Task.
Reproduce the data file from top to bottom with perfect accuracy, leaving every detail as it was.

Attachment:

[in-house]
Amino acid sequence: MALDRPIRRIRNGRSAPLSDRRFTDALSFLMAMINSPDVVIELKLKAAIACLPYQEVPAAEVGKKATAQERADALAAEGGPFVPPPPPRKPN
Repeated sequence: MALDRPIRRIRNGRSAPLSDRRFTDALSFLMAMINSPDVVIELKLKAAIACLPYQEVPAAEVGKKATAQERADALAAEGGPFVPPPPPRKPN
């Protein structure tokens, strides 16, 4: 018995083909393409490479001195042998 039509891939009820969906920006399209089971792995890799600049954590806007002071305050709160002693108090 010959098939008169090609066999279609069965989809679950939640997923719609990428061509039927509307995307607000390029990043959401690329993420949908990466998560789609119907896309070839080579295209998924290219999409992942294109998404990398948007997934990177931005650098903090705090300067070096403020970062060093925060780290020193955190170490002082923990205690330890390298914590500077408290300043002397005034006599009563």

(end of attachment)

[in-house]
Amino acid sequence: MALDRPIRRIRNGRSAPLSDRRFTDALSFLMAMINSPDVVIELKLKAAIACLPYQEVPAAEVGKKATAQERADALAAEGGPFVPPPPPRKPN
Repeated sequence: MALDRPIRRIRNGRSAPLSDRRFTDALSFLMAMINSPDVVIELKLKAAIACLPYQEVPAAEVGKKATAQERADALAAEGGPFVPPPPPRKPN
């Protein structure tokens, strides 16, 4: 018995083909393409490479001195042998 039509891939009820969906920006399209089971792995890799600049954590806007002071305050709160002693108090 010959098939008169090609066999279609069965989809679950939640997923719609990428061509039927509307995307607000390029990043959401690329993420949908990466998560789609119907896309070839080579295209998924290219999409992942294109998404990398948007997934990177931005650098903090705090300067070096403020970062060093925060780290020193955190170490002082923990205690330890390298914590500077408290300043002397005034006599009563």